by Tony Dear
Manufacturers, retailers, golf course owners, and club professionals will tell you 2009 was a pretty miserable year for the golf industry. The Pacific Northwest didn’t fare nearly as badly as other parts of the country in terms of rounds played (barely one percent down compared with over three percent down in Florida), but reports from pro shops and off-course stores in our area show retail sales here were hit every bit as hard as they were elsewhere.
Some of the exhibits at the PGA Merchandise Show in Orlando in January. (Photo courtesy PGA of America)
Nationwide, sales of clubs, balls, shoes, bags and other accessories at green-grass sites (on-course) were down over 10 percent from 2008. Large retail stores away from the golf course put up even worse numbers. And on January 26th, a day before the start of the PGA Merchandise Show in Orlando, Fla, Callaway Golf released some fairly shocking 2009 sales figures showing it had sold “only” $951 million worth of golf equipment compared to $1.1 billion in ’08 – a drop of 15 percent. It was with good reason, therefore, that most exhibitors at this year’s show feared the week might turn into one long pity party.
In fact, the opposite was true.
Of course, many alluded to how tough last year – the last two years, actually – had been, but the message emanating from the Orange County Convention Center was one of optimism; cautious optimism certainly, but optimism nonetheless.
“I think the industry could see very modest growth in 2010,” said Gary Makar, CEO of Sundog Eyewear, which makes sunglasses for Hunter Mahan, Mike Weir and Paula Creamer. “We certainly were not hearing all doom and gloom stories. Most people I spoke with were actually very encouraged. But we obviously need to proceed carefully; we need to wait and see.”
Makar’s sentiments were echoed by virtually every manufacturer we spoke with. Stewart Green, CEO of Data Design Interactive (DDI), an entertainment software developer headquartered in England which recently launched the “My Personal Golf Trainer” for Wii users, was even more excited by what he saw. “We had an unbelievably successful show,” he said. “Our product, developed with David Leadbetter and IMG Academies, gives biometric feedback on all aspects of the user’s swing and their body’s weight shift. We took orders from golf pros, training facilities, promotions companies and distributors. We are excited by the opportunities for growth in what we see as a buoyant industry full of possibilities.”
The opening day crowd waits in the lobby for the doors to open at the PGA Merchandise Show in
(Photo courtesy PGA of America)
Use of the words “buoyant” and “full of possibilities” in describing the industry was certainly several steps further than most manufacturers were willing to go, and perhaps not totally unexpected from a newcomer that hasn’t experienced recent losses similar to those seen by others. But to hear a company new to golf speak of it in such terms is surely good news for an industry in dire need of hope.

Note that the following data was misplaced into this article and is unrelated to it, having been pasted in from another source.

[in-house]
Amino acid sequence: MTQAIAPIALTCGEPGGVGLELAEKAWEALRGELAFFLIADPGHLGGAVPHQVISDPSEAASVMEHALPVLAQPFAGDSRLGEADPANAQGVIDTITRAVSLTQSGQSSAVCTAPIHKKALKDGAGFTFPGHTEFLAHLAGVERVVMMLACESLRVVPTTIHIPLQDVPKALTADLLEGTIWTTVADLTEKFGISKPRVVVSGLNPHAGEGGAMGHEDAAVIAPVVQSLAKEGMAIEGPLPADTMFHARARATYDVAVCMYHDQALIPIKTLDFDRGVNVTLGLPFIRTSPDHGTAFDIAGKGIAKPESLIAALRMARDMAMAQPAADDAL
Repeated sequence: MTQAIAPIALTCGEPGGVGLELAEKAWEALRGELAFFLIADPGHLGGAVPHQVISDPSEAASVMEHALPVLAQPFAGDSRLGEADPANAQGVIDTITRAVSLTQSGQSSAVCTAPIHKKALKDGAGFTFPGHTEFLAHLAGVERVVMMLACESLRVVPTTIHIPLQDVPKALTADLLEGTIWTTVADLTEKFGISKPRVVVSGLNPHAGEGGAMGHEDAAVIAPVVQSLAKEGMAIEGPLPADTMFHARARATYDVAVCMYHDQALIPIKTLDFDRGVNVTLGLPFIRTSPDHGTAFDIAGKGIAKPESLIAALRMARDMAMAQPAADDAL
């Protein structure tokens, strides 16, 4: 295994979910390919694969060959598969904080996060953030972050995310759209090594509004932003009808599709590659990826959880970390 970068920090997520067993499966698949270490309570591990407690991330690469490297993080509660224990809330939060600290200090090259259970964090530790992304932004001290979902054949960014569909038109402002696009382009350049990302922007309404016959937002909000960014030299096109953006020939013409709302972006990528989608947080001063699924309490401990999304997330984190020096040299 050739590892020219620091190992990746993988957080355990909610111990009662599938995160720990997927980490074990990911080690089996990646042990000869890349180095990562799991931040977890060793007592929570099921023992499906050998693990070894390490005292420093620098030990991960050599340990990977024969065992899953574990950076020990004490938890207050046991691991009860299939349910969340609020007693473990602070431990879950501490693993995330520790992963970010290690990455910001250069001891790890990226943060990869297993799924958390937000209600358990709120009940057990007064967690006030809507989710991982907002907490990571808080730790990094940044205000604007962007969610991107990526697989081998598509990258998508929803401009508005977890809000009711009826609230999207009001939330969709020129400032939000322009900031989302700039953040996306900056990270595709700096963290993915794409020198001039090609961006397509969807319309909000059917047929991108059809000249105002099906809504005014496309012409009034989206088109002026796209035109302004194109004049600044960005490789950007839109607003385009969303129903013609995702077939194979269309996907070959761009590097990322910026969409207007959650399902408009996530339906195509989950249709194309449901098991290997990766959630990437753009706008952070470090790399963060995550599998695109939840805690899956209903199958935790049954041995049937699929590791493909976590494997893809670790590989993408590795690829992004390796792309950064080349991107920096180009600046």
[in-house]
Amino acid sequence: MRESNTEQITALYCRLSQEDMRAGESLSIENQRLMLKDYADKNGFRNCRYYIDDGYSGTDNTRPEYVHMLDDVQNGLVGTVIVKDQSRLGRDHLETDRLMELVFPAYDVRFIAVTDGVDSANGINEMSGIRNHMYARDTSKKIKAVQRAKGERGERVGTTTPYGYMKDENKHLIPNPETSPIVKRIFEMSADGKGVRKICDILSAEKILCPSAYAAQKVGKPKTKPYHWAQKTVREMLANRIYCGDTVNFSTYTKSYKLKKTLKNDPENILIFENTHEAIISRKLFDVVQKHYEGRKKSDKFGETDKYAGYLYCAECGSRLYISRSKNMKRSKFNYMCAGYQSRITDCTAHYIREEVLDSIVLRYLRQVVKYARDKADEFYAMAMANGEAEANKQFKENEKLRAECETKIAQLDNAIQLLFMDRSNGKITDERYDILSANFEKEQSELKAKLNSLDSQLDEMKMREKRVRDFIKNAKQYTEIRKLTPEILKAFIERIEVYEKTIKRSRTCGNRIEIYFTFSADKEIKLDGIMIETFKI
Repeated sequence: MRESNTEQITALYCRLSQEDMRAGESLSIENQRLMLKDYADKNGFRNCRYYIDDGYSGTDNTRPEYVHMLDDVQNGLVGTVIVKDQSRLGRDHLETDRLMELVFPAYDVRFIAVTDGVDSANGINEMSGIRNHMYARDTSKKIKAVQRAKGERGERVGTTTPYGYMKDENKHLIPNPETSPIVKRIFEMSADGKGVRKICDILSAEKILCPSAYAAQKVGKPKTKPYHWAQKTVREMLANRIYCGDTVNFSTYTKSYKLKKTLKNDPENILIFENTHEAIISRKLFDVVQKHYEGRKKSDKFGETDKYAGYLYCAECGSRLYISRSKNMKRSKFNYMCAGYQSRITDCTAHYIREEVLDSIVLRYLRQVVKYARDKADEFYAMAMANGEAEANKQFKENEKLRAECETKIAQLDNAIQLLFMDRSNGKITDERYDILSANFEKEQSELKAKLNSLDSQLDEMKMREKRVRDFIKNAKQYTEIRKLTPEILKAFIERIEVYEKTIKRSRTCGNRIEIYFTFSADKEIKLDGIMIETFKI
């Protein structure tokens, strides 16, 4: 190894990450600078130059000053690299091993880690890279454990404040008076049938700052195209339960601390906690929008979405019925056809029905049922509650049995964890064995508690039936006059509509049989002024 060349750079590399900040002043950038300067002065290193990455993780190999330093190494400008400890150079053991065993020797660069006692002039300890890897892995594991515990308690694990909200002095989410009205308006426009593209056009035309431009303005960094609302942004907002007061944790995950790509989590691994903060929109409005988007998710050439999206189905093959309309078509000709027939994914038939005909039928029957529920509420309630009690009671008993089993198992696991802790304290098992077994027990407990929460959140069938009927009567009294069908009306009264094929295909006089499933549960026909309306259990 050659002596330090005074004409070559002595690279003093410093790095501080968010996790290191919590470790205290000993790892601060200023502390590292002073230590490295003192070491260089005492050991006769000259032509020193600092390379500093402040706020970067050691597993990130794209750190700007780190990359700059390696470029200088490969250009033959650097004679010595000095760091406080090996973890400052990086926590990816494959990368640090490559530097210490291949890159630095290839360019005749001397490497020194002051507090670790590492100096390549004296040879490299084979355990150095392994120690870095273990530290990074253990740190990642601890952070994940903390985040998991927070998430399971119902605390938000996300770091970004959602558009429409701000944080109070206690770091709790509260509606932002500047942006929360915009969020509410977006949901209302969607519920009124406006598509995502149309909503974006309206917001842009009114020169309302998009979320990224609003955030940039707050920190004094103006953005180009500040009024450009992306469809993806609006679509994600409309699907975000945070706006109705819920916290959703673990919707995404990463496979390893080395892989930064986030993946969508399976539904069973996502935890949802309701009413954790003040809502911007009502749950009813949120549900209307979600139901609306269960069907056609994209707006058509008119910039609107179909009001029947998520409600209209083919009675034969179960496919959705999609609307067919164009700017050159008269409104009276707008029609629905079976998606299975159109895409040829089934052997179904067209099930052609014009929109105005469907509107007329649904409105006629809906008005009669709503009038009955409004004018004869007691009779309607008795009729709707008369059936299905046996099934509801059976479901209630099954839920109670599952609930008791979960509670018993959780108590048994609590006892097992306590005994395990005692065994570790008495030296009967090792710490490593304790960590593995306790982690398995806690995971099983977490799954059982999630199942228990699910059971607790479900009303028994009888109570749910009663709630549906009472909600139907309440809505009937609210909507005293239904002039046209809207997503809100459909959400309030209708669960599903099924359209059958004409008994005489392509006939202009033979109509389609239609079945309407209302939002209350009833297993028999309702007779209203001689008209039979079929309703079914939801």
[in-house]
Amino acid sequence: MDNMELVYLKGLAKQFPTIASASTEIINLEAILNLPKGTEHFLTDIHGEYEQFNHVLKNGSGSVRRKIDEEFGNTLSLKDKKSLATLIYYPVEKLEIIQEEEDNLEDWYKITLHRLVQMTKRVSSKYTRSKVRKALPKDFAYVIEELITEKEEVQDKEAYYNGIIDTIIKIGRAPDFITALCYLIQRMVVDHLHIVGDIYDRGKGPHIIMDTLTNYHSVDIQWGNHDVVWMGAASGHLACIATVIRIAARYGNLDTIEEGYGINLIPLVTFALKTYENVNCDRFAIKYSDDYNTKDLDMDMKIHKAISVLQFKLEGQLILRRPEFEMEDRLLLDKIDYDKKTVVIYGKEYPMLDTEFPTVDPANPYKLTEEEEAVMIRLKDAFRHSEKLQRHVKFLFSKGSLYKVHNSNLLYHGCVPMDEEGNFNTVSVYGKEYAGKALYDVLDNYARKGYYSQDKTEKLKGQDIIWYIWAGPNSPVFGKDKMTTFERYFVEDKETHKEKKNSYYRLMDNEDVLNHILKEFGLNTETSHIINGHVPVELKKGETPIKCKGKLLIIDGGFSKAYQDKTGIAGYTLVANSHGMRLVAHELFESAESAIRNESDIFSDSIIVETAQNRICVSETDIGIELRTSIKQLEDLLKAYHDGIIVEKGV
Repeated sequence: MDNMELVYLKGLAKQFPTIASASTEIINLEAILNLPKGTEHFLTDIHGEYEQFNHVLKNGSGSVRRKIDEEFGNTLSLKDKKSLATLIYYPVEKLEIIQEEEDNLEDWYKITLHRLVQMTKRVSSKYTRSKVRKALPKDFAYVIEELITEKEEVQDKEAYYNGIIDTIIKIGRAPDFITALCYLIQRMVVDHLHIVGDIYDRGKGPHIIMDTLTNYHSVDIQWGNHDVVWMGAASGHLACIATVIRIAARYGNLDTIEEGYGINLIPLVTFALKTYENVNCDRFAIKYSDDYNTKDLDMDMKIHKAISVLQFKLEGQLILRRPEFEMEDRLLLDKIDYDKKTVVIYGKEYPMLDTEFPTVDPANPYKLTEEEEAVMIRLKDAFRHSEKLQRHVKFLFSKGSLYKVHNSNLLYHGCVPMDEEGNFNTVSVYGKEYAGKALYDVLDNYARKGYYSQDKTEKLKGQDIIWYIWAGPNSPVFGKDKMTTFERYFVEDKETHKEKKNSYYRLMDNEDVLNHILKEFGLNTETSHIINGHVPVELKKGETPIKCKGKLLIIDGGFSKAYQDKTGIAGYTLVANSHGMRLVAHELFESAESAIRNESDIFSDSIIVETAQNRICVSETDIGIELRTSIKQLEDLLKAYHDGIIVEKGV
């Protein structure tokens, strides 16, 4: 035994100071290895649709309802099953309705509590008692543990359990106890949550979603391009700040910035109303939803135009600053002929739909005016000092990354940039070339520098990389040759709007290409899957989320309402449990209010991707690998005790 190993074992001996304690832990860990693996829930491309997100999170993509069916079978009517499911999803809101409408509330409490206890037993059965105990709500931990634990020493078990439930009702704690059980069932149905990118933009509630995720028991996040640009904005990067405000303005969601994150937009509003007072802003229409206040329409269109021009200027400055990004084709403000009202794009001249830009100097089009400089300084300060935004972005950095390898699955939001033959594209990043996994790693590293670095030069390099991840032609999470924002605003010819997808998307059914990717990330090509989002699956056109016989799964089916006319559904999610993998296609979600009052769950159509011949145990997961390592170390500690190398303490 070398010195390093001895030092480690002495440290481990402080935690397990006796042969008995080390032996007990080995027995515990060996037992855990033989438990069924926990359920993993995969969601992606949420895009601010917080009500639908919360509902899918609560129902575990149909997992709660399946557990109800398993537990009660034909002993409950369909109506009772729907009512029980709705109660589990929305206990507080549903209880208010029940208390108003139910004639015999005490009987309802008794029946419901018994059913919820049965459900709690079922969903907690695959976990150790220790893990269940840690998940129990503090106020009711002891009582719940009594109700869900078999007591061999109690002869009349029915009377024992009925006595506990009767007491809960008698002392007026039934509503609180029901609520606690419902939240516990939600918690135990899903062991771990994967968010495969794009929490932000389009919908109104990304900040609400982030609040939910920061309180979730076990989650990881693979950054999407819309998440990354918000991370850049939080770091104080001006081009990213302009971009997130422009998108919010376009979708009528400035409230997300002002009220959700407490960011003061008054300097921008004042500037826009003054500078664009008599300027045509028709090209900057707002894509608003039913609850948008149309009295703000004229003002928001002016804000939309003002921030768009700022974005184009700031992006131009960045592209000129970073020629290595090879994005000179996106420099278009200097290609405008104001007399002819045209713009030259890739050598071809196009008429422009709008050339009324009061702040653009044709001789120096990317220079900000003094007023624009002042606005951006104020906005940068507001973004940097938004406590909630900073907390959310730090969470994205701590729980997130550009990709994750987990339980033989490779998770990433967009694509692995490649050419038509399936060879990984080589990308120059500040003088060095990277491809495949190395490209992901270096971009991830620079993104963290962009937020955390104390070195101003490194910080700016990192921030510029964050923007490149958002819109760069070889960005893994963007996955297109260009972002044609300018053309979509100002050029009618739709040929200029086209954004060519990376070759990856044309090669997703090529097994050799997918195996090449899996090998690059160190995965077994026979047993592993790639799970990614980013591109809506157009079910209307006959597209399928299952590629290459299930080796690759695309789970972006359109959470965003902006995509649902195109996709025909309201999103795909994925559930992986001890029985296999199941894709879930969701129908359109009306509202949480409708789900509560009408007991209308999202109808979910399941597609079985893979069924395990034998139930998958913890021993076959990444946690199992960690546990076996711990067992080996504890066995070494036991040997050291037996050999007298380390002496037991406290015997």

DDI wasn’t the only first-timer at the Show picking up the positive vibes. Dawgs Golf, a manufacturer of lightweight golf shoes with offices in Saskatchewan and Nevada, arrived unsure of what it would find, but left having picked up dozens of domestic orders and six from international distributors. “We had great traffic and lots of media interest,” said CEO Steve Mann. “And we met numerous customers serious about looking for new products.”
Bainbridge Island’s (Wash.) Lucia Olson who makes golf-themed jewelry came back to Puget Sound likewise inspired. “I had a wonderful time and met many great people who provided creative and positive feedback,” she said. “The show was well run, well attended by all levels of the industry it seemed, and definitely worthwhile.”
Not surprisingly, the PGA of America, which owns and runs the show, made the most of this positive atmosphere, publishing a post-event press release that claimed the level of attendance had “turned economic question marks into exclamation points for the remainder of 2010,” and that the “40,000 PGA Professionals, retailers and industry leaders from every U.S. state and 76 countries in attendance demonstrated a guarded optimism while using the Show as a springboard from recession to recovery.”
Ed Several, Vice President and General Manager of PGA Golf Exhibitions added, “The Show floor was robust and we were very pleased with the support of the industry from the exhibitor and PGA Professional perspective. The goal of our exhibition was to produce a world-class business-to-business platform and set the tone for the industry in 2010. By all barometers, from what we saw in Orlando, 2010 has potential for a bright business future.”
Hot air? Possibly. But you only had to be a fly on the wall at this year’s PGA Merchandise Show to know the golf business is picking itself up off the floor, dusting itself off and, if not starting all over again exactly, then at the very least making the best of a bad situation.
Tony Dear is an editor and golf travel writer from England who’s lived in the Northwest for four years. He recently published the book, “The Golfer’s Handbook.”